12. ‘Not provided’ results now dominate Analytics keyword reports, since Google stopped providing that data from users logged in via an https connection. Review your content strategy in light of this, and make sure gaps in your data aren’t causing you to miss out on opportunities.

11. 4G mobile connections offer faster web access from anywhere that has network coverage, and won’t be limited to EE customers forever. As the full rollout of the higher-speed mobile data format begins, you’ll be able to serve larger amounts of content to mobile site visitors, without the worry of attrition due to slow page load times.

10. New social media sites might well emerge in the months to come – just like Google+ did in the summer of 2011. Notice them, consider them, and, if they suit your purposes, incorporate them into your content strategy. Early adopters can achieve big wins with popular new platforms. Just be ready to jump ship if they fail to establish much of a user base.

9. Navigation should work with touchscreen devices. With more tablets and smartphones being used to view desktop versions of sites, remember that dropdown navigation based on the cursor ‘hovering’ over part of the screen might simply not work and using it risks cutting off a portion of your visitor base from whole sections of your site.

8. Social spread is making it even easier to include less formal content on websites – particularly in your blog pages – and not purely on your social networking profiles. Consider your tone of voice, and whether you might find better levels of brand loyalty if you were to sound less formal and friendlier.

7. Inbound links should never, ever be paid for, or you’re at risk of vanishing from Google’s search results completely. If your site was affected by the Google Penguin update, 2012 has probably been a period of damage limitation for you. Let 2013 be the time when you begin to build afresh, through post-Penguin-friendly practices.

6. Uptake of new technologies shows no signs of stopping. comScore reports penetration of the EU smartphone market is now at 55%, and 62% in the UK alone. Serving content to this new mobile audience is a must, regardless of their choice of operating system, handset, or connection speed.

5. Inadvertent discrimination could cost you money. It’s a difficult area to discuss but some research suggests different ethnic groups are more likely to engage with different types of content. For example, Nielsen Wire reports that white people are much less likely to engage with social ads than other ethnic groups, while Asian people are much more likely to engage. Make sure no-one is missing out on your marketing messages.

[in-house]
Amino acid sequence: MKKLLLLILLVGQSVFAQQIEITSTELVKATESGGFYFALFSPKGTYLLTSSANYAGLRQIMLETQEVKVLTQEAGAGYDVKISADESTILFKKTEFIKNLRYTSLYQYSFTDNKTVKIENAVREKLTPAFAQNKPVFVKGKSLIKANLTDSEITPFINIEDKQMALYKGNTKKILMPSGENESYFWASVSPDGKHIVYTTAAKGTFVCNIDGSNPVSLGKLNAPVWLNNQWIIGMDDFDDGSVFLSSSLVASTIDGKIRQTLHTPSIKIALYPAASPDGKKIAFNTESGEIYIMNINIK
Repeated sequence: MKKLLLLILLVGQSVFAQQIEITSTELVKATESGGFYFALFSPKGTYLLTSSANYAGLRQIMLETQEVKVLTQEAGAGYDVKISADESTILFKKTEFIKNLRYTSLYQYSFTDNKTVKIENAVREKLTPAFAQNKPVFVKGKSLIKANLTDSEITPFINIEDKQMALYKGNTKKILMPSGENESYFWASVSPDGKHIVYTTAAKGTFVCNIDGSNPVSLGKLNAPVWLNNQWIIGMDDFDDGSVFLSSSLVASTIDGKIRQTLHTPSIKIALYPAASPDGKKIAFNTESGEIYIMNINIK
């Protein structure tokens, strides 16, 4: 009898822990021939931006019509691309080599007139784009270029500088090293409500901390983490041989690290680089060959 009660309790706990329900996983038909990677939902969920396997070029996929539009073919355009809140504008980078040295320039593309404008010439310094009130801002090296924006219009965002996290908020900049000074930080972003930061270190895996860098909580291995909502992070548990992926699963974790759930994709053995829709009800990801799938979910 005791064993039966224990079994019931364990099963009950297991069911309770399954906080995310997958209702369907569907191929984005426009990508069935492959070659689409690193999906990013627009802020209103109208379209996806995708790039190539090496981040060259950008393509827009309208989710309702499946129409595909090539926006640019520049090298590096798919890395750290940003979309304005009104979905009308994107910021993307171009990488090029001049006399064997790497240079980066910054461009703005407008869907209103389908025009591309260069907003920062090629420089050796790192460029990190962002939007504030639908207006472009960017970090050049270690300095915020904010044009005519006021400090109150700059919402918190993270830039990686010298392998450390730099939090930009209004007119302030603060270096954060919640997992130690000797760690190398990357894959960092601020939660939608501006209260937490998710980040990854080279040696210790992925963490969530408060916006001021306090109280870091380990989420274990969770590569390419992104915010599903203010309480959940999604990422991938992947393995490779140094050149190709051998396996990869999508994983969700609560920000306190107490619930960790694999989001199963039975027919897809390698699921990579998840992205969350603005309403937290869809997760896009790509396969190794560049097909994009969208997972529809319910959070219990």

4. Economic turbulence is on-going, but there are moments of brightness in various different markets. Whether your business thrives on recession (e.g. debt management) or on fresh growth in previously troubled industries, the coming months will be a key time to make the most of new opportunities.

3. Tech-savvy shoppers are changing the face of retail, whether you like it or not. Edison Research notes that shoppers embrace the benefits of technology, particularly when it helps them through a stressful situation such as intensive Christmas shopping sessions. Content that offers product details, clear pricing and sizing guides, or special offers and coupons, could all help to tap into this.

2. Responsive web design is becoming a widely used term as smartphones and tablets grow in popularity. Make your website properly responsive and you can future-proof it to make sure it remains functional for the foreseeable future, regardless of any changes within your customer base.

1. Google‘s on-going algorithm updates continue to make good-quality, informative, and relevant content the best way to rank for any given search term.

Any one of the reasons above should make it worth taking a fresh look at your content. Even if your website is performing well, make 2013 the year you review your content and see if you could do even better.

Image credit: 10ch